Drywall Installers, Ceiling Tile Installers, & Finishers

$23.47

$48,830

Sheet Metal Workers

$24.70

$51,370

Ironworkers

$25.58

$53,210

Plumbers, Pipefitters & Steamfitters

$27.08

$56,330

Electricians

$27.36

$56,900

Material Moving Machine Operators (in Construction)

$28.13

$58,500

First-Line Supervisors

$32.61

$67,840

Elevator Installers & Repairers

$42.57

$88,540

Construction Managers

$46.72

$97,180

Keep in mind that these are the averages across all levels of experience. Starting pay in each role will be less.

How Much Do Construction Workers Make Across the Country?

Everything we've discussed so far is a national average (specifically, the median salary). But as we said earlier, a construction worker's salary also depends on the state or even the city you work in.

It's hard to come by an industry average for each state, so we'll compare using a construction laborer's mean salary. Nationally, the mean wage is $20.67/hour, which is $43,000/year.

How Much Do Construction Workers Make in NYC and New York State?

According to the BLS, the average construction worker's salary in New York City is $29.45/hour, which is $61,250. Specifically, this is the data for the New York-Newark-Jersey City metropolitan area.

For New York State, the average salary is $27.64/hour (or $57,480/year).

How Much Is a Construction Worker's Salary in Texas?

The average construction worker's salary in Texas is $16.82/hour (or $34,980/year), according to the BLS.

In some cities, it's higher. It's $17.92/hour in the Houston-Woodlands-Sugar Land metropolitan area and $17.39/hour in the Dallas-Ft Worth-Arlington metropolitan area.

It's lower in other areas – the average is $15.85/hour in the Austin-Round Rock metropolitan area and just $13.74 in El Paso.

How Much Does a Construction Worker Make in California?

The average construction worker's salary in California is $24.63/hour (or $51,240/year), according to the BLS.

In the Los Angeles-Long Beach-Anaheim metropolitan area, it's actually lower - $23.18/hour. In the San Francisco-Oakland-Hayward metropolitan area, it's $28.43/hour, which works out to $59,140.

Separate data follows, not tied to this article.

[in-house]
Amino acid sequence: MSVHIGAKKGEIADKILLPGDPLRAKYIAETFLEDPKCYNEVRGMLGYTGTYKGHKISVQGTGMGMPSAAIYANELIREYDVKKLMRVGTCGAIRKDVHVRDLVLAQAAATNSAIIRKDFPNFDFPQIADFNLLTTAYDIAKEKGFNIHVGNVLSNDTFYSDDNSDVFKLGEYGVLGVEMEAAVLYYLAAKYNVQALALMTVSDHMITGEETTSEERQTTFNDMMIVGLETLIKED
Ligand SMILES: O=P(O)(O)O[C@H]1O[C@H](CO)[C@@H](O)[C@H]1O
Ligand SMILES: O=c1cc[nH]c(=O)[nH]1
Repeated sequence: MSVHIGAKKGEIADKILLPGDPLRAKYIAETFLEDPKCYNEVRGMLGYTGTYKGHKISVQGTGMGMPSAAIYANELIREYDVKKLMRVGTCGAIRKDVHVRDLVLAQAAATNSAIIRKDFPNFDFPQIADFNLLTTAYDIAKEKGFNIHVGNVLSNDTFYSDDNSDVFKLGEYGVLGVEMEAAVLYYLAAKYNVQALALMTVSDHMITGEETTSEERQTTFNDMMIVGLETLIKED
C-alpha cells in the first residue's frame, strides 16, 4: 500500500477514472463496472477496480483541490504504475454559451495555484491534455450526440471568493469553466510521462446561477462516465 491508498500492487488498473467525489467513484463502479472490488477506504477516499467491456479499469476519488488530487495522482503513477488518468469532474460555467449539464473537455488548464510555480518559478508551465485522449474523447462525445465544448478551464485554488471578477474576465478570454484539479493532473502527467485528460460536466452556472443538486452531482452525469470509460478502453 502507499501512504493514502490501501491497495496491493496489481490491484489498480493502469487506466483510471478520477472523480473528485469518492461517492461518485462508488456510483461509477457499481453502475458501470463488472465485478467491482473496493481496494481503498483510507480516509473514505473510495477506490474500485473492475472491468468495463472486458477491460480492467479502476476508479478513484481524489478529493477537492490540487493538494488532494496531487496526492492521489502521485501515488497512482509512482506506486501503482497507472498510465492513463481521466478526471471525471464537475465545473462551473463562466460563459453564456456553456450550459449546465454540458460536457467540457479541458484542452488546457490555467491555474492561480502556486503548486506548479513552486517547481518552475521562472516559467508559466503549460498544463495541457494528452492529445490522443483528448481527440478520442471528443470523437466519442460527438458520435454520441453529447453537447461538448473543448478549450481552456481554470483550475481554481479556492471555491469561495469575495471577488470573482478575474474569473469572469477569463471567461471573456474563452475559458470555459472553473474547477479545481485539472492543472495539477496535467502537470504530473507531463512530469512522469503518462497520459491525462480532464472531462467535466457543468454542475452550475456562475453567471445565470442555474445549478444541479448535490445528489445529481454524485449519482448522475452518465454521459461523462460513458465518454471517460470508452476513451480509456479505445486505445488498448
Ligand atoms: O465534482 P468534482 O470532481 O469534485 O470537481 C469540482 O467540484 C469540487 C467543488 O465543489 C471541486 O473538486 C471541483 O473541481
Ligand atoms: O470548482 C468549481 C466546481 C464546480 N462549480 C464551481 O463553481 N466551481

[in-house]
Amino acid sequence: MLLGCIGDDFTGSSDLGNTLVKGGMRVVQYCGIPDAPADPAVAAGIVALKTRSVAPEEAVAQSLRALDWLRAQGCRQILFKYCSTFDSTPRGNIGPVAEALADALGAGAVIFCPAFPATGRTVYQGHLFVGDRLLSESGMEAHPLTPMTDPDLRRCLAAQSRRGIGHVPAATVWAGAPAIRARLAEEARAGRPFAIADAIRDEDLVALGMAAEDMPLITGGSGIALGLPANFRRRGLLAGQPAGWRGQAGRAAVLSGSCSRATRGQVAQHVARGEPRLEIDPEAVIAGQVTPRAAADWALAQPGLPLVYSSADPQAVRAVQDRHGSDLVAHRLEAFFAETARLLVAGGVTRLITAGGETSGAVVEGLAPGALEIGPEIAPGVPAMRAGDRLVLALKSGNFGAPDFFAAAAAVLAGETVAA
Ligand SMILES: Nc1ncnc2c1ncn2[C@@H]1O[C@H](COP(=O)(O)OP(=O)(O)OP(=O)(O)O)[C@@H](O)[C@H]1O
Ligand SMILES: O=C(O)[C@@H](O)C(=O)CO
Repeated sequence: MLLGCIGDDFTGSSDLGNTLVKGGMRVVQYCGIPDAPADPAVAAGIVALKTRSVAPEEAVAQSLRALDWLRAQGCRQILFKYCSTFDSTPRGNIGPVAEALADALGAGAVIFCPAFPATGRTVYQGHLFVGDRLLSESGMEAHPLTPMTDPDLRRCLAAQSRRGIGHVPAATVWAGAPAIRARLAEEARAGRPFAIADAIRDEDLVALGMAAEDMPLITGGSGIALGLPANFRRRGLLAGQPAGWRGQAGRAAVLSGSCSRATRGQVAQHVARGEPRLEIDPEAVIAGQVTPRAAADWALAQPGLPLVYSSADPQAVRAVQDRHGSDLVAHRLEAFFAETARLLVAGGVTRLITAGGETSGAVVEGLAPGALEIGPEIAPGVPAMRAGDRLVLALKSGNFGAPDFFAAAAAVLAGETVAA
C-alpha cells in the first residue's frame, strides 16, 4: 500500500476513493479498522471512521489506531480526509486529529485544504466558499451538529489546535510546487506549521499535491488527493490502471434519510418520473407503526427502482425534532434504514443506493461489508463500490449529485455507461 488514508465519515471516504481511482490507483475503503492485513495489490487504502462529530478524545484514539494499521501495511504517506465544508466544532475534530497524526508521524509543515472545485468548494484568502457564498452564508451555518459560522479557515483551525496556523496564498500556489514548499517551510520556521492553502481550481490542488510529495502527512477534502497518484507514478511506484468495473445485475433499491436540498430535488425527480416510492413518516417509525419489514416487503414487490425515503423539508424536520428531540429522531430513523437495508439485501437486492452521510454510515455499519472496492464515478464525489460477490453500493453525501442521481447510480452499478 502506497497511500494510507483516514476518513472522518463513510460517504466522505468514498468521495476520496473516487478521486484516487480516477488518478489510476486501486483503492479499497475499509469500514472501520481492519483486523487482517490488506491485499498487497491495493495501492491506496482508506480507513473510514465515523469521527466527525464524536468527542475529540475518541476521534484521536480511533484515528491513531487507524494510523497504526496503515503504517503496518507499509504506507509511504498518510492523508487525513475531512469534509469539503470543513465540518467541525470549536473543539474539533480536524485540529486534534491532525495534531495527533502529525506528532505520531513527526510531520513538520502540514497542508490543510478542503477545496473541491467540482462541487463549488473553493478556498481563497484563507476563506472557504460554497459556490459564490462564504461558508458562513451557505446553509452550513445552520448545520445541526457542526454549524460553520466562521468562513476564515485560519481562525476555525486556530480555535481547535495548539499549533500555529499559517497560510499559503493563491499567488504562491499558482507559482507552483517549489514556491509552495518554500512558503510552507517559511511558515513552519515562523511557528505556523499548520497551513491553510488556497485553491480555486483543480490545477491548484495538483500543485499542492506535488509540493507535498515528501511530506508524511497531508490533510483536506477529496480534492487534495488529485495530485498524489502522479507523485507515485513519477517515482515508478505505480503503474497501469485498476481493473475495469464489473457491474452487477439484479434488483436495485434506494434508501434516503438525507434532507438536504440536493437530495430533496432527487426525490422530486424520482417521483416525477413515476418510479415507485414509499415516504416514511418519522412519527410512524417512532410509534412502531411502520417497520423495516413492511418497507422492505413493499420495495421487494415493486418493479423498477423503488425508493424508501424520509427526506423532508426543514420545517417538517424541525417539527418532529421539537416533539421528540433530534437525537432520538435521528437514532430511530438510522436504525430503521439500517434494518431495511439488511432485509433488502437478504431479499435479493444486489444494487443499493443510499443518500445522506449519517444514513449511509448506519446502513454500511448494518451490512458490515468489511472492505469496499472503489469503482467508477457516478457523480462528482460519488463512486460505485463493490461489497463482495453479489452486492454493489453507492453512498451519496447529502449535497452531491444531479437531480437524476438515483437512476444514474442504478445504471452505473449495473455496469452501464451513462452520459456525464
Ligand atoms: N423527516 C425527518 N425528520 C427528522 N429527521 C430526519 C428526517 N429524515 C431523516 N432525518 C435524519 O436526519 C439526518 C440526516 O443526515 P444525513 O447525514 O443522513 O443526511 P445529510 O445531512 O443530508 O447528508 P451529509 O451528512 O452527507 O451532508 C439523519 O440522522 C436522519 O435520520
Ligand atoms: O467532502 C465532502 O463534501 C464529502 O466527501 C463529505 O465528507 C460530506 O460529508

How Much Does a Construction Worker Make in Florida?

According to the BLS, the average construction worker's salary in Florida is $16.37/hour (or $34,040/year).

The Miami-Ft Lauderdale-West Palm Beach metropolitan area is roughly the same as the statewide average.

But How Much Can Construction Work Cost You?

Construction work pays well, but it's important to remember that it can be dangerous and hard on the body. Around 1,000 construction workers die on the job every year, and the frequency of injuries that require treatment, days away from work, or restricted work is significantly higher than all other industries combined.

If you don't learn how to protect yourself, you can end up with a costly injury and missed earnings. That's why some jurisdictions require OSHA certification for construction workers, so you can learn how to protect yourself on the job.

As an OSHA-authorized online training provider, we offer OSHA 10 Construction, OSHA 30 Construction, New York City's mandatory SST training, and more. You can complete your safety training requirements wherever it's comfortable and convenient to you. Get started today!